Having conquered YouTube with their captivating covers of songs as diverse as Adele’s Hello and Drake’s One Dance (racking up tens of millions of plays on the way), scored their debut hit last year with the steamy, Phil Collins-sampling Oh Lord and sold out shows from the U.K. to the States before being handpicked by Bieber to support him on tour in Europe, the MOBO award-winning quintet are poised to bring male harmony vocals back to the charts.
Mood, their second EP – and first since signing to Polydor – sees MiC LOWRY (pronounced Mike Lowry) expand their soulful sound with forays in to funk, hip hop and even garage, while their lyrics have grown ever more explicit. Co-written by the band, Mood was recorded in Liverpool, London and L.A. with an array of A-list producers – among them MNEK (Beyonce, Disclosure), Stereotypes (Bruno Mars, Bieber), Harmony Samuels (Ariana, Chris Brown) and Shift Key (Stormzy, Tinie Tempah).
“Working with amazing producers pushed us to take risks and try out new sounds,” explains Kaine Ofoeme. “We’ve been singing together for so long that we know each other’s voices inside out. The aim was to challenge ourselves and each other to go up a gear. We took everything we’ve learnt from playing live and creating our own arrangements of covers in to the studio.”
“This is the first time we’ve all been involved in the writing and production of every song,” adds Akia Jones. “It meant more to us because it was personal. Our personalities and different sides of us are in these songs. There’s one that’s a booty call and there’s definitely a fair bit of bragging, but there are also lyrics that are more vulnerable, that show our sensitive side.”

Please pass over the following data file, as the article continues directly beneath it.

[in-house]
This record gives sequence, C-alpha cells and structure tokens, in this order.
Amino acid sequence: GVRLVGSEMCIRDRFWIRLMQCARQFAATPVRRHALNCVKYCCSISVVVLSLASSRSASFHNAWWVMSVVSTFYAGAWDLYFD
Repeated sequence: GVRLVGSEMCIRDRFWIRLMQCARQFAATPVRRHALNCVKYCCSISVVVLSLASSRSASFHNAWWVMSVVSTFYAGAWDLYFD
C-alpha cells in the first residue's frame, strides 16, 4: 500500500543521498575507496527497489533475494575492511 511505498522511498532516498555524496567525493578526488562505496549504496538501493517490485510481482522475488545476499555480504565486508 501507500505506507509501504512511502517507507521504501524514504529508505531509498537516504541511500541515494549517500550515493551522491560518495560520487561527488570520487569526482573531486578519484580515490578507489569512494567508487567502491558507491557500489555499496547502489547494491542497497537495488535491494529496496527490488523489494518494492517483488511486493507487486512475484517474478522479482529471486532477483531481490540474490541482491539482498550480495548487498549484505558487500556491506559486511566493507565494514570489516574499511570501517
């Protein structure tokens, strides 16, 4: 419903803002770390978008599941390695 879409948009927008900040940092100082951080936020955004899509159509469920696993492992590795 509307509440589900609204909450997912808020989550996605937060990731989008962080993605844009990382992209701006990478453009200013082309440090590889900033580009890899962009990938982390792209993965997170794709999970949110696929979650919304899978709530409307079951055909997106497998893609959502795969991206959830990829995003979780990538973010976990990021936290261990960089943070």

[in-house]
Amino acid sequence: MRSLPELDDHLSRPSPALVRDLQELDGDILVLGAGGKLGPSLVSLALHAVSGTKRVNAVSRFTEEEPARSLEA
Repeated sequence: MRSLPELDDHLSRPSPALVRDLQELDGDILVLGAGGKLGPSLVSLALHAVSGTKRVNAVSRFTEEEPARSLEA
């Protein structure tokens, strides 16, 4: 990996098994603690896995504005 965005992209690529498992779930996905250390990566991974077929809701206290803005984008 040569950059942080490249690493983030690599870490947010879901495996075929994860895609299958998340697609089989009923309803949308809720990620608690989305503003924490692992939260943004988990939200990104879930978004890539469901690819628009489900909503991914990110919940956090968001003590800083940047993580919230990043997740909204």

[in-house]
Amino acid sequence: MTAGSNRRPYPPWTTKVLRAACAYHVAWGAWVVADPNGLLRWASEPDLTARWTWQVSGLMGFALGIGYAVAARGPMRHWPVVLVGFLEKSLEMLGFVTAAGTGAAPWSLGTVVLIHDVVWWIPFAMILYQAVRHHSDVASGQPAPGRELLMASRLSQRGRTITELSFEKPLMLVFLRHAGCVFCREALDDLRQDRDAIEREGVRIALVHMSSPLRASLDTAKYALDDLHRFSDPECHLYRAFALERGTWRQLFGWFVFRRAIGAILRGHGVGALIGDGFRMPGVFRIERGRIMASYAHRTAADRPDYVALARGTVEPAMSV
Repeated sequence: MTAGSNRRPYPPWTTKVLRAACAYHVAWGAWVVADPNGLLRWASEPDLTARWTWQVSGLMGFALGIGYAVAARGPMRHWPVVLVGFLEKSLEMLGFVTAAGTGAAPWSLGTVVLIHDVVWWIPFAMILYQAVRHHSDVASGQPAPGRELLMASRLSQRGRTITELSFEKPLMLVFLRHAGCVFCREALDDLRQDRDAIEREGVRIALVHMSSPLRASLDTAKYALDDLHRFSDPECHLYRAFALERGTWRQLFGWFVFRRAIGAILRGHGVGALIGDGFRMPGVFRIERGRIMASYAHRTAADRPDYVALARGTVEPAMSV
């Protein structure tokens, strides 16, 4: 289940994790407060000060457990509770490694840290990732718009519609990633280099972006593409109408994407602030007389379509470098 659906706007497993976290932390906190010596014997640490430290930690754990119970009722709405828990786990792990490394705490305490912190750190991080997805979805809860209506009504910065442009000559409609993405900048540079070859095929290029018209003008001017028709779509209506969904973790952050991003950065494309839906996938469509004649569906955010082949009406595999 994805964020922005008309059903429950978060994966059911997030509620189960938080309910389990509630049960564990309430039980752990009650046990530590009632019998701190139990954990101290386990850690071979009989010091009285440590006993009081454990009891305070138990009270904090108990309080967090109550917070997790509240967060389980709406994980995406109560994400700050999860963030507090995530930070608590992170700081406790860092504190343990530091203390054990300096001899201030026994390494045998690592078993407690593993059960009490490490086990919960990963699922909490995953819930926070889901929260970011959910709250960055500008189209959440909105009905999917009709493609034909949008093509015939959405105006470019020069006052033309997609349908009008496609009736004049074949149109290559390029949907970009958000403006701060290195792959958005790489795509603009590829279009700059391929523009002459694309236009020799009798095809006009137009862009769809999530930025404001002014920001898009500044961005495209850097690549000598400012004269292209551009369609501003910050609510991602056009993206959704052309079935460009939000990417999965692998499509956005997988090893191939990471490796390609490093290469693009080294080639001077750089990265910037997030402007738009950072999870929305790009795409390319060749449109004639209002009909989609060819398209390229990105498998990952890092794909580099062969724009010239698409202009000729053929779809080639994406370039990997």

Led by sultry new single Don’t Tempt Me, Mood contains six tracks, plus interlude 2U, that explore a variety of sounds, tempos and, well, moods. What they have in common is a band who are tighter than brothers and whose innate understanding of each other’s talents and how their five voices best blend is practically telepathic.
The bond between Mic LOWRY is more than musical. Now aged 21 or 22, they attended the same Liverpool school, Calderstones, where John Lennon was a former pupil. It was at performing arts youth group Positive Impact, however, where the five – then 14 and 15 - forged the friendship at the heart of MiC LOWRY, discovering their shared love of Boyz II Men, pushing each other to practice and improve and sharing the dream that music could become their career.
By then, all five knew they could sing, most were already performing. Ben Sharples and Michael Welsh had been in a Blues Brothers-inspired band in primary school (yes, they wore the sharp suits), singing and playing sax. Ben and Delliele Ankrah had been performing in theatres as part of a Motown tribute – the pair were members of the Jackson 5 and their I Want You Back always brought the house down. Ben, in fact, had been on stage as a child, thanks to his parents, who were in a band that brought him out at weddings to sing Stevie Wonder covers. Delliele hails from a legendary Liverpool musical clan, which includes members of The Chants, a harmony band signed at time of The Beatles, a cousin who found fame in The Christians and a dad who was part of jungle act SX Dub.